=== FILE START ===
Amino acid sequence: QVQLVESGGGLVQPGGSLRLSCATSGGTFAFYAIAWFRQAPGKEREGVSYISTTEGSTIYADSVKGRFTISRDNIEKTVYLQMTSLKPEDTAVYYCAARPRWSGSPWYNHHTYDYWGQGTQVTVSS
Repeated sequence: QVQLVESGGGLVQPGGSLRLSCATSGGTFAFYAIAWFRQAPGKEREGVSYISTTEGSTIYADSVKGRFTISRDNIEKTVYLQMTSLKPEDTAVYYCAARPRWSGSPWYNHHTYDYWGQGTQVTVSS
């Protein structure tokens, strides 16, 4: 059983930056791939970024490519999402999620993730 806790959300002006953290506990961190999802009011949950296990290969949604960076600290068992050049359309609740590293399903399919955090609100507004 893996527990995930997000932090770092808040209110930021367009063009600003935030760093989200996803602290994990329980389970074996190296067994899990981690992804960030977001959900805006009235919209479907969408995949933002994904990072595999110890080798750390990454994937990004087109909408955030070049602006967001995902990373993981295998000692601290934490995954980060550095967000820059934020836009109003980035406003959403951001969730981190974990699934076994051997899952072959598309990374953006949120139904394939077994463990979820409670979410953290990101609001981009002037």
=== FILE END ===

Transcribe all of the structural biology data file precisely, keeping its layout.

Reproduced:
Amino acid sequence: QVQLVESGGGLVQPGGSLRLSCATSGGTFAFYAIAWFRQAPGKEREGVSYISTTEGSTIYADSVKGRFTISRDNIEKTVYLQMTSLKPEDTAVYYCAARPRWSGSPWYNHHTYDYWGQGTQVTVSS
Repeated sequence: QVQLVESGGGLVQPGGSLRLSCATSGGTFAFYAIAWFRQAPGKEREGVSYISTTEGSTIYADSVKGRFTISRDNIEKTVYLQMTSLKPEDTAVYYCAARPRWSGSPWYNHHTYDYWGQGTQVTVSS
């Protein structure tokens, strides 16, 4: 059983930056791939970024490519999402999620993730 806790959300002006953290506990961190999802009011949950296990290969949604960076600290068992050049359309609740590293399903399919955090609100507004 893996527990995930997000932090770092808040209110930021367009063009600003935030760093989200996803602290994990329980389970074996190296067994899990981690992804960030977001959900805006009235919209479907969408995949933002994904990072595999110890080798750390990454994937990004087109909408955030070049602006967001995902990373993981295998000692601290934490995954980060550095967000820059934020836009109003980035406003959403951001969730981190974990699934076994051997899952072959598309990374953006949120139904394939077994463990979820409670979410953290990101609001981009002037």